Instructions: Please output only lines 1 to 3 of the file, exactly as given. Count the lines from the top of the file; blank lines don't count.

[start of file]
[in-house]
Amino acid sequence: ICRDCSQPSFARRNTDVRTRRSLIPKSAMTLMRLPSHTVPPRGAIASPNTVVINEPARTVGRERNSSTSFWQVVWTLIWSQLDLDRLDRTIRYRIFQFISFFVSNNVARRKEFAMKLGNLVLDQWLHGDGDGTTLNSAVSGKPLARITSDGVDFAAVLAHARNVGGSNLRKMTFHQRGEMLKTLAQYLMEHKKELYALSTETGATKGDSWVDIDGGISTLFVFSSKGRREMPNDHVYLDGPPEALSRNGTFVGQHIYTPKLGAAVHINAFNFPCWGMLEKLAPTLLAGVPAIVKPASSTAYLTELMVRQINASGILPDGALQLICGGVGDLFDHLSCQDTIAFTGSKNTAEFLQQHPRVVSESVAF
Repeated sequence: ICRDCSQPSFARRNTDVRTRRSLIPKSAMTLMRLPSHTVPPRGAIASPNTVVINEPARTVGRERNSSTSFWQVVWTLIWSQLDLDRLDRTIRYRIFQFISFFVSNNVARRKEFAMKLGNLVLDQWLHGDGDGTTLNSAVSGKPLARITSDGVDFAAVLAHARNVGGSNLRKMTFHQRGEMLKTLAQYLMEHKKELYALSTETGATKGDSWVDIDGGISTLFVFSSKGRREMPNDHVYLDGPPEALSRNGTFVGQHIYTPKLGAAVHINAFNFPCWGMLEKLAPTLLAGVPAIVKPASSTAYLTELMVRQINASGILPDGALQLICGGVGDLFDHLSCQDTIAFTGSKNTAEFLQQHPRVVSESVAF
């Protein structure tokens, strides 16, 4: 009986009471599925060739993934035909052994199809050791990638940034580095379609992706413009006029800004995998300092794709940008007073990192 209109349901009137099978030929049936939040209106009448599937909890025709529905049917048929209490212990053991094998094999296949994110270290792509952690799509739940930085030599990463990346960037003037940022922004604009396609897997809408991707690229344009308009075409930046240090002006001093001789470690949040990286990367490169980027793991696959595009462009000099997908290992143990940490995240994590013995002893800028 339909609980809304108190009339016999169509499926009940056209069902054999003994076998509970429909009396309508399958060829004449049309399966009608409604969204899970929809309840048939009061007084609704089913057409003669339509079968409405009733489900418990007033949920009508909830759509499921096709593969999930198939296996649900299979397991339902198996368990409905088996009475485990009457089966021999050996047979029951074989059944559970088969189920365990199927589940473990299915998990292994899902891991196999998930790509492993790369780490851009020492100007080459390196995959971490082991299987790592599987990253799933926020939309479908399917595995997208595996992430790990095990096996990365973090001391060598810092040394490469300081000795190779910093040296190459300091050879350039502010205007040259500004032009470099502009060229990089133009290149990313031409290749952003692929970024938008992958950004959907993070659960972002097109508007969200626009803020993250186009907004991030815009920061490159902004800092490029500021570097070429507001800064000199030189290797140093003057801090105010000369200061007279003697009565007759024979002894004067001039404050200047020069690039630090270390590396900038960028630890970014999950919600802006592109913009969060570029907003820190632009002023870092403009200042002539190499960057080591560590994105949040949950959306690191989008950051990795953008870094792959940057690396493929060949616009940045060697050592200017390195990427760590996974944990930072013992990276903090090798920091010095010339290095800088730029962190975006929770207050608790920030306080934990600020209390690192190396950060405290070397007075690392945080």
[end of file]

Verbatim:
[in-house]
Amino acid sequence: ICRDCSQPSFARRNTDVRTRRSLIPKSAMTLMRLPSHTVPPRGAIASPNTVVINEPARTVGRERNSSTSFWQVVWTLIWSQLDLDRLDRTIRYRIFQFISFFVSNNVARRKEFAMKLGNLVLDQWLHGDGDGTTLNSAVSGKPLARITSDGVDFAAVLAHARNVGGSNLRKMTFHQRGEMLKTLAQYLMEHKKELYALSTETGATKGDSWVDIDGGISTLFVFSSKGRREMPNDHVYLDGPPEALSRNGTFVGQHIYTPKLGAAVHINAFNFPCWGMLEKLAPTLLAGVPAIVKPASSTAYLTELMVRQINASGILPDGALQLICGGVGDLFDHLSCQDTIAFTGSKNTAEFLQQHPRVVSESVAF
Repeated sequence: ICRDCSQPSFARRNTDVRTRRSLIPKSAMTLMRLPSHTVPPRGAIASPNTVVINEPARTVGRERNSSTSFWQVVWTLIWSQLDLDRLDRTIRYRIFQFISFFVSNNVARRKEFAMKLGNLVLDQWLHGDGDGTTLNSAVSGKPLARITSDGVDFAAVLAHARNVGGSNLRKMTFHQRGEMLKTLAQYLMEHKKELYALSTETGATKGDSWVDIDGGISTLFVFSSKGRREMPNDHVYLDGPPEALSRNGTFVGQHIYTPKLGAAVHINAFNFPCWGMLEKLAPTLLAGVPAIVKPASSTAYLTELMVRQINASGILPDGALQLICGGVGDLFDHLSCQDTIAFTGSKNTAEFLQQHPRVVSESVAF